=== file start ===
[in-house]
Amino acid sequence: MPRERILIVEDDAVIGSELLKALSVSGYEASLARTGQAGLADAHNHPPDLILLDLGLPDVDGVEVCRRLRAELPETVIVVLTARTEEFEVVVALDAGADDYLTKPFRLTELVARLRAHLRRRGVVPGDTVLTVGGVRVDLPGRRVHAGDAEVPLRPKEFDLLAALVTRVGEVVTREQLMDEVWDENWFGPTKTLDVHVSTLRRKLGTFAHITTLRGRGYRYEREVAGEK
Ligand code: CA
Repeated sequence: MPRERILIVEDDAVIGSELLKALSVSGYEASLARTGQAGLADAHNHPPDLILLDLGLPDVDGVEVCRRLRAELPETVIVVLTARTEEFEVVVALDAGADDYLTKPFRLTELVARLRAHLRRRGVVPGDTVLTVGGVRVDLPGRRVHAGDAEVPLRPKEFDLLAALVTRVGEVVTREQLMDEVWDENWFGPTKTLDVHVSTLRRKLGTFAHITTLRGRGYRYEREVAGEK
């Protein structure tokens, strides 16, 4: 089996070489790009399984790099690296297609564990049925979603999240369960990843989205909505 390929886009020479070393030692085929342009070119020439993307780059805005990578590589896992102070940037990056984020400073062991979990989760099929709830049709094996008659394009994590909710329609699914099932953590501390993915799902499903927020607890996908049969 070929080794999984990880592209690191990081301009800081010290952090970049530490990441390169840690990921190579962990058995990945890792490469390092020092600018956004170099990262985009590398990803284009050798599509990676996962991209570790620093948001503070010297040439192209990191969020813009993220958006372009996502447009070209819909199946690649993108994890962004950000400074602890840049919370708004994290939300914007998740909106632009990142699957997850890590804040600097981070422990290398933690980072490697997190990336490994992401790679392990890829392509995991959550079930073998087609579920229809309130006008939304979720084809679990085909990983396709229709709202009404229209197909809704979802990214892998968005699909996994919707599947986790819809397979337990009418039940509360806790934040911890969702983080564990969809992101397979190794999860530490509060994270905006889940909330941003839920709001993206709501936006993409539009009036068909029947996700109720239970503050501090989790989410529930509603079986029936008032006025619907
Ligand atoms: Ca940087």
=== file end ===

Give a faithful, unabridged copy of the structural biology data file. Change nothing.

[in-house]
Amino acid sequence: MPRERILIVEDDAVIGSELLKALSVSGYEASLARTGQAGLADAHNHPPDLILLDLGLPDVDGVEVCRRLRAELPETVIVVLTARTEEFEVVVALDAGADDYLTKPFRLTELVARLRAHLRRRGVVPGDTVLTVGGVRVDLPGRRVHAGDAEVPLRPKEFDLLAALVTRVGEVVTREQLMDEVWDENWFGPTKTLDVHVSTLRRKLGTFAHITTLRGRGYRYEREVAGEK
Ligand code: CA
Repeated sequence: MPRERILIVEDDAVIGSELLKALSVSGYEASLARTGQAGLADAHNHPPDLILLDLGLPDVDGVEVCRRLRAELPETVIVVLTARTEEFEVVVALDAGADDYLTKPFRLTELVARLRAHLRRRGVVPGDTVLTVGGVRVDLPGRRVHAGDAEVPLRPKEFDLLAALVTRVGEVVTREQLMDEVWDENWFGPTKTLDVHVSTLRRKLGTFAHITTLRGRGYRYEREVAGEK
């Protein structure tokens, strides 16, 4: 089996070489790009399984790099690296297609564990049925979603999240369960990843989205909505 390929886009020479070393030692085929342009070119020439993307780059805005990578590589896992102070940037990056984020400073062991979990989760099929709830049709094996008659394009994590909710329609699914099932953590501390993915799902499903927020607890996908049969 070929080794999984990880592209690191990081301009800081010290952090970049530490990441390169840690990921190579962990058995990945890792490469390092020092600018956004170099990262985009590398990803284009050798599509990676996962991209570790620093948001503070010297040439192209990191969020813009993220958006372009996502447009070209819909199946690649993108994890962004950000400074602890840049919370708004994290939300914007998740909106632009990142699957997850890590804040600097981070422990290398933690980072490697997190990336490994992401790679392990890829392509995991959550079930073998087609579920229809309130006008939304979720084809679990085909990983396709229709709202009404229209197909809704979802990214892998968005699909996994919707599947986790819809397979337990009418039940509360806790934040911890969702983080564990969809992101397979190794999860530490509060994270905006889940909330941003839920709001993206709501936006993409539009009036068909029947996700109720239970503050501090989790989410529930509603079986029936008032006025619907
Ligand atoms: Ca940087």